Monday, April 21, 2014
Portland officials and business leaders say the Cumberland County Civic Center’s trustees should reconsider their rejection of an offer to resume negotiations for a new lease with the Portland Pirates.
The Cumberland County Civic Center in Portland
John Patriquin/Staff Photographer
Chris Hall, head of the Portland Regional Chamber, wrote to the trustees and Pirates officials last week, urging them to renew negotiations, which ended in September when the team filed a lawsuit seeking to enforce the terms of a tentative agreement that the two sides reached in April.
The Pirates accepted Hall’s offer and said they would drop their lawsuit if the trustees agreed to new talks. But the trustees, who say the agreement in April only pointed out where more negotiations were needed, turned Hall down. They said dozens of emailed proposals between the two sides since April hadn’t produced any progress.
The Pirates are playing this season’s home games in Lewiston, where their average attendance is 2,680, down from 4,450 last season in Portland. Their attendance ranks 28th in the 30-team American Hockey League.
Meanwhile, the civic center has started booking events on dates when the Pirates would have played, after the $34 million renovation of the arena is completed in late January or early February.
The recent developments indicate that the civic center, which has engaged in several contentious negotiations with its lead tenant in recent years, may be finished with the Pirates, even if local leaders hope that isn’t the case.
“It seems to me the civic center is throwing the baby out with the bath water,” said Bill Becker, president of the Portland Community Chamber of Commerce, part of the Portland Regional Chamber. “The Pirates and the civic center campaigned side-by-side to get the (renovation) bond approved and we’d like to see their partnership continue.”
POSSIBILITIES FOR CITY, TEAM
Reviving that partnership faces some significant hurdles.
While the civic center books new events, it has been contacted by representatives of other hockey leagues about the possibility of moving a team to Portland for the 2014-15 season, said Neal Pratt, chairman of the trustees.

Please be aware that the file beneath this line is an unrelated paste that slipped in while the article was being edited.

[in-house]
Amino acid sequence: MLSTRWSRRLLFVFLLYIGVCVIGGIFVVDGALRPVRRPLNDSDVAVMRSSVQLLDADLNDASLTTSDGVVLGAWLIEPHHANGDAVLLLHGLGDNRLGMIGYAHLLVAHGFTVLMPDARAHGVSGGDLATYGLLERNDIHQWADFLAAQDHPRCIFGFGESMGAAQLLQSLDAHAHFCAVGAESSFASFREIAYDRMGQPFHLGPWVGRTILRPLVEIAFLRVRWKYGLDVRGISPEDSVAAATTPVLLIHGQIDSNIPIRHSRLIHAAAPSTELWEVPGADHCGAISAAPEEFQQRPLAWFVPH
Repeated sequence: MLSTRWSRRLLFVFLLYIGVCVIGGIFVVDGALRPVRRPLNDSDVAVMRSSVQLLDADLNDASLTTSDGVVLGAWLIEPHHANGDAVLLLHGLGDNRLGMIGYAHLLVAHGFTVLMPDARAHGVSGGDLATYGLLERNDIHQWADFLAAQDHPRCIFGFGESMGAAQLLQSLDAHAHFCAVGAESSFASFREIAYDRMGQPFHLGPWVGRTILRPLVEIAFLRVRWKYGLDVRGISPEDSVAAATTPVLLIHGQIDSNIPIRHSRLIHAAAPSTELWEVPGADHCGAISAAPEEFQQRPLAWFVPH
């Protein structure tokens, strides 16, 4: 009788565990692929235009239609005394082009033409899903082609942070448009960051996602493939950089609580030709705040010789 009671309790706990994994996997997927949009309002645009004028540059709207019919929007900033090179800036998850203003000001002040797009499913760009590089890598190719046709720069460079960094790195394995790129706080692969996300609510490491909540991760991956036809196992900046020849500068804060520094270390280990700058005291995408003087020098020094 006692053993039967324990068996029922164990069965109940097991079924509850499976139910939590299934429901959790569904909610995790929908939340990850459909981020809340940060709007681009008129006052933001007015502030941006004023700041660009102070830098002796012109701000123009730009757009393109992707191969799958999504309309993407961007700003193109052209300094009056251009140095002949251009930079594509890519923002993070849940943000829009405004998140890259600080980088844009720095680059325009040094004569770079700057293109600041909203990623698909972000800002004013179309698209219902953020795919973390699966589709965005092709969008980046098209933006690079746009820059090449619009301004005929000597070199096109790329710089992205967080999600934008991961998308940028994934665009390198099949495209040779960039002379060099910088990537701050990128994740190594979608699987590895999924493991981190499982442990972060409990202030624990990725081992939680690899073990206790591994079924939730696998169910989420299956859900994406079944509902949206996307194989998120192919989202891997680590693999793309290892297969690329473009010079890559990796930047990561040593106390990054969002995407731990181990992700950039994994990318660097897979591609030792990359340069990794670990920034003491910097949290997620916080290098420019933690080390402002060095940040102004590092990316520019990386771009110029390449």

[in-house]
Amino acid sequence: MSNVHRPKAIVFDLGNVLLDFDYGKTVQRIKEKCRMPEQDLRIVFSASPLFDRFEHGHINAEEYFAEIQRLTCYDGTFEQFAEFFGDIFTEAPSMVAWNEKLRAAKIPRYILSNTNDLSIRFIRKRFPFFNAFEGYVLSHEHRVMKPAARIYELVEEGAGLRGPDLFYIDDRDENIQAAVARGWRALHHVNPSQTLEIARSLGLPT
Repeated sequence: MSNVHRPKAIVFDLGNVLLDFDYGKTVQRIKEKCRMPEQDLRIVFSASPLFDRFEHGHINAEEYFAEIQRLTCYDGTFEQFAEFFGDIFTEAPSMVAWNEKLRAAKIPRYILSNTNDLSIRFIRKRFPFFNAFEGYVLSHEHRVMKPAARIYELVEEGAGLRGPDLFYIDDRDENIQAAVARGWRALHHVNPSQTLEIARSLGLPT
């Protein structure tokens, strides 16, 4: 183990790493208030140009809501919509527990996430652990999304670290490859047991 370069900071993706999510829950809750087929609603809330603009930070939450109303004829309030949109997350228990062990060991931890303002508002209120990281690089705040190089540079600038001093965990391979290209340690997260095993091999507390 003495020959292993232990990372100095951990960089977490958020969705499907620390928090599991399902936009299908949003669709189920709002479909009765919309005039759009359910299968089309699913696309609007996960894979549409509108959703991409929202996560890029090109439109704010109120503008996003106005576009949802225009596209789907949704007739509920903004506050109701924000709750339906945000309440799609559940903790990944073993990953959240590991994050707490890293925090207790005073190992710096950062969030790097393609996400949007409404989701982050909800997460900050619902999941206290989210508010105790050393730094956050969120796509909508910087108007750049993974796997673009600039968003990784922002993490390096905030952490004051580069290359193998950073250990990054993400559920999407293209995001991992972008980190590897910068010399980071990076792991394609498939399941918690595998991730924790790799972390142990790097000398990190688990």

Pratt would not identify the leagues, but the Quebec Major Junior Hockey League and the East Coast Hockey League are likely possibilities, based on geography.
Calls to the American Hockey League were not returned Wednesday. Officials of the East Coast Hockey League could not be reached for comment.
Another AHL team could come to Portland only if the Pirates moved out of the area, because the Pirates hold the territorial rights to any AHL franchise for Portland and locations within a 50-mile radius.
Brian Petrovek, managing owner of the Pirates, would not comment when asked if the team might leave Maine after this season.
“The civic center would be gambling with the taxpayers’ money by assuming that by freezing out one hockey team, another will arrive,” said Jim Cohen, one of the Pirates’ lawyers.
Cohen said the team is considering staying in Lewiston and exploring the possibility of building an arena in Saco. But he said Portland remains the Pirates’ top choice for a long-term home.
He noted that the team accepted the chamber’s call for new talks and even offered to drop the lawsuit in exchange, although Pratt said the trustees view that offer as worthless because the team could simply refile the lawsuit if new negotiations failed.
The Pirates and the trustees agree that there are only two significant areas of disagreement: over whether the civic center needs to share revenue from “sub-naming rights,” such as a luxury suite named for a corporate tenant, and the formula for splitting concession revenues.
Both sides agreed that the Pirates would get 65 percent of the net take from food and beverage sales at hockey games, until state authorities said the Pirates could not share in the revenue from alcohol because the team is not the liquor licensee for the arena.
The two sides have since been unable to agree on a formula to split sales of food and non-alcoholic beverages.
“When you don’t sit down face-to-face, it’s a lot harder to understand what’s going on beyond what’s on a piece of paper,” Cohen said.
But Pratt said dozens of emails in the summer and court-ordered mediation this fall failed to resolve the issues.
Portland Mayor Michael Brennan also has encouraged the Pirates and trustees to start talking again, but noted that the trustees – who are appointed by the Cumberland County commissioners – can’t be compelled to do anything.
Although he said he plans to call the trustees again to see what might get them back to the table, “I don’t know what that wedge point is right now.”
NEUTRALITY MAY NOT ENDURE
Becker said the executive committee of the Portland Community Chamber will meet Monday to discuss its next steps. He said the panel will probably gather economic data to show what the impact on businesses would be if Portland lost the Pirates.
He said the group also will try to gather information to determine whether the civic center can earn enough from other events to avoid shifting more of the cost of paying back the renovation bond to taxpayers.
“We’re not siding with one side over the other,” Becker said, although Hall said the organizations might not remain neutral forever.
“It’s easy to just want to take sides and say, ‘That’s the good guy and that’s the bad guy,’ ” Hall said, but an examination of the standoff’s economic impact could influence opinions in the future.
“Could that involve somebody taking sides? Yeah, it could,” he said.
Edward D. Murphy can be contacted at 791-6465 or at: